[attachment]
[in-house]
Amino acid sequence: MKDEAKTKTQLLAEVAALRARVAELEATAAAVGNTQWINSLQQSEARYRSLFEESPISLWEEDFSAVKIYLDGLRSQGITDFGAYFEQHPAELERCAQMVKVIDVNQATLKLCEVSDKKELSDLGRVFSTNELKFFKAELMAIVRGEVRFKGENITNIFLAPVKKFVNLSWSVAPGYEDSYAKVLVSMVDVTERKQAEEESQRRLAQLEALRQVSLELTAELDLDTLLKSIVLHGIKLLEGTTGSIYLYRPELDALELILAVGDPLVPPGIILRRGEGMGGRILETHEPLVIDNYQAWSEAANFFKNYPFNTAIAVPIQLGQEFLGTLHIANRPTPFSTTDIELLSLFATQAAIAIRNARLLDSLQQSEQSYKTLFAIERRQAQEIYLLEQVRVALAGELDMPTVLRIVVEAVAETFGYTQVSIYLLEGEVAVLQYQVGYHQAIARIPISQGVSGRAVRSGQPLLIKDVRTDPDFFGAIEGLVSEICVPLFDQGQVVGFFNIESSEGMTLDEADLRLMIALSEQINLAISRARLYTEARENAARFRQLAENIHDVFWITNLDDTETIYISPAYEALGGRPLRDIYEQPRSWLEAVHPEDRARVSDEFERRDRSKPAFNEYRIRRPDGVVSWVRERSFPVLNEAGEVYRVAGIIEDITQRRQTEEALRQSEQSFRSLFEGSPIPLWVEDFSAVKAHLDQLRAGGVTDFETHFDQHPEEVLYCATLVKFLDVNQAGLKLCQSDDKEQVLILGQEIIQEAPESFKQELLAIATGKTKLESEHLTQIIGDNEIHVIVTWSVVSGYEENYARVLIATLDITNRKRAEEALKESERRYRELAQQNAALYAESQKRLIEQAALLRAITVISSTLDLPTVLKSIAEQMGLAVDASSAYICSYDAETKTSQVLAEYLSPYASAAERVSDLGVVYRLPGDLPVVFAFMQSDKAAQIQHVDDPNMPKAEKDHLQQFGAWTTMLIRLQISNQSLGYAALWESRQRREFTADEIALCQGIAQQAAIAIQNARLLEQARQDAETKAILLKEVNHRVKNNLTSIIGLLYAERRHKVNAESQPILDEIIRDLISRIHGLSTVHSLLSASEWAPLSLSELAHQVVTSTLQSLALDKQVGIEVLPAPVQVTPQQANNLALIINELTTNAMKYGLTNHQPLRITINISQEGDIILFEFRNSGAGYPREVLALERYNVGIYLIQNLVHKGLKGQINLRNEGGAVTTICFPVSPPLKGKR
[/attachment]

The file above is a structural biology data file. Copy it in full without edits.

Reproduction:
[in-house]
Amino acid sequence: MKDEAKTKTQLLAEVAALRARVAELEATAAAVGNTQWINSLQQSEARYRSLFEESPISLWEEDFSAVKIYLDGLRSQGITDFGAYFEQHPAELERCAQMVKVIDVNQATLKLCEVSDKKELSDLGRVFSTNELKFFKAELMAIVRGEVRFKGENITNIFLAPVKKFVNLSWSVAPGYEDSYAKVLVSMVDVTERKQAEEESQRRLAQLEALRQVSLELTAELDLDTLLKSIVLHGIKLLEGTTGSIYLYRPELDALELILAVGDPLVPPGIILRRGEGMGGRILETHEPLVIDNYQAWSEAANFFKNYPFNTAIAVPIQLGQEFLGTLHIANRPTPFSTTDIELLSLFATQAAIAIRNARLLDSLQQSEQSYKTLFAIERRQAQEIYLLEQVRVALAGELDMPTVLRIVVEAVAETFGYTQVSIYLLEGEVAVLQYQVGYHQAIARIPISQGVSGRAVRSGQPLLIKDVRTDPDFFGAIEGLVSEICVPLFDQGQVVGFFNIESSEGMTLDEADLRLMIALSEQINLAISRARLYTEARENAARFRQLAENIHDVFWITNLDDTETIYISPAYEALGGRPLRDIYEQPRSWLEAVHPEDRARVSDEFERRDRSKPAFNEYRIRRPDGVVSWVRERSFPVLNEAGEVYRVAGIIEDITQRRQTEEALRQSEQSFRSLFEGSPIPLWVEDFSAVKAHLDQLRAGGVTDFETHFDQHPEEVLYCATLVKFLDVNQAGLKLCQSDDKEQVLILGQEIIQEAPESFKQELLAIATGKTKLESEHLTQIIGDNEIHVIVTWSVVSGYEENYARVLIATLDITNRKRAEEALKESERRYRELAQQNAALYAESQKRLIEQAALLRAITVISSTLDLPTVLKSIAEQMGLAVDASSAYICSYDAETKTSQVLAEYLSPYASAAERVSDLGVVYRLPGDLPVVFAFMQSDKAAQIQHVDDPNMPKAEKDHLQQFGAWTTMLIRLQISNQSLGYAALWESRQRREFTADEIALCQGIAQQAAIAIQNARLLEQARQDAETKAILLKEVNHRVKNNLTSIIGLLYAERRHKVNAESQPILDEIIRDLISRIHGLSTVHSLLSASEWAPLSLSELAHQVVTSTLQSLALDKQVGIEVLPAPVQVTPQQANNLALIINELTTNAMKYGLTNHQPLRITINISQEGDIILFEFRNSGAGYPREVLALERYNVGIYLIQNLVHKGLKGQINLRNEGGAVTTICFPVSPPLKGKR